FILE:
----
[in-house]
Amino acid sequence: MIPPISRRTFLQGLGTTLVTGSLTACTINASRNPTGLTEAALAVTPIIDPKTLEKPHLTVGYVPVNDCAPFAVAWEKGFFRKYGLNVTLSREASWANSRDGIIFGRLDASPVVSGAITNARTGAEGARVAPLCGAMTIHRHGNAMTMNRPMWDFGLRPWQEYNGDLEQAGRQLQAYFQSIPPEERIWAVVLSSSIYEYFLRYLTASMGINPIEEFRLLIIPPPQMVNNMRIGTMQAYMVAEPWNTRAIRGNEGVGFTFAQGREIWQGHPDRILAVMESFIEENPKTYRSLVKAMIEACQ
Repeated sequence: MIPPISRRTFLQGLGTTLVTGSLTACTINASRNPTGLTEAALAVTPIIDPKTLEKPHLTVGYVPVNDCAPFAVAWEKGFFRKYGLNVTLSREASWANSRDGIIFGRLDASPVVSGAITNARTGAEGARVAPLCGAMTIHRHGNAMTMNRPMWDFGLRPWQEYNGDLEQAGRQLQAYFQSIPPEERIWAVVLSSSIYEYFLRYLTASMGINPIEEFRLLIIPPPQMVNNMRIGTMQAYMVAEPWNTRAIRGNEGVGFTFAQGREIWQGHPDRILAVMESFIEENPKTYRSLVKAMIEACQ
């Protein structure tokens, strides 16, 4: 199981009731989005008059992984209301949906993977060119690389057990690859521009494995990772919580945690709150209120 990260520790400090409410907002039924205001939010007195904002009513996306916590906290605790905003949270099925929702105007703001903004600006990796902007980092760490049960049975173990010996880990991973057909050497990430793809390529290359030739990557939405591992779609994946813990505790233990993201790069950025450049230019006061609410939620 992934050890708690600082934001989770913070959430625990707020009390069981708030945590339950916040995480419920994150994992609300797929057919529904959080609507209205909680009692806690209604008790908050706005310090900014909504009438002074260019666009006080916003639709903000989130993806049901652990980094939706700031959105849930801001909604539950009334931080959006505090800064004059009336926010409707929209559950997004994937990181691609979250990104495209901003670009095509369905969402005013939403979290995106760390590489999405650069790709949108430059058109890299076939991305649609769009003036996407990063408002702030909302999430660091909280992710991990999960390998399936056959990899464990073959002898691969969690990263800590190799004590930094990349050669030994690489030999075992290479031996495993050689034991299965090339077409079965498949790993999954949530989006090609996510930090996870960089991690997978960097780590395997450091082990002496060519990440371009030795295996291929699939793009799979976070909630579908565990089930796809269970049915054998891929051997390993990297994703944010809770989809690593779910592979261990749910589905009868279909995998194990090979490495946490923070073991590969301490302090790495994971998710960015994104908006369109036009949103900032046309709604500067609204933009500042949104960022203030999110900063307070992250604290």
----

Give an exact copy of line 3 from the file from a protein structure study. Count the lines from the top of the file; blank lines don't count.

Repeated sequence: MIPPISRRTFLQGLGTTLVTGSLTACTINASRNPTGLTEAALAVTPIIDPKTLEKPHLTVGYVPVNDCAPFAVAWEKGFFRKYGLNVTLSREASWANSRDGIIFGRLDASPVVSGAITNARTGAEGARVAPLCGAMTIHRHGNAMTMNRPMWDFGLRPWQEYNGDLEQAGRQLQAYFQSIPPEERIWAVVLSSSIYEYFLRYLTASMGINPIEEFRLLIIPPPQMVNNMRIGTMQAYMVAEPWNTRAIRGNEGVGFTFAQGREIWQGHPDRILAVMESFIEENPKTYRSLVKAMIEACQ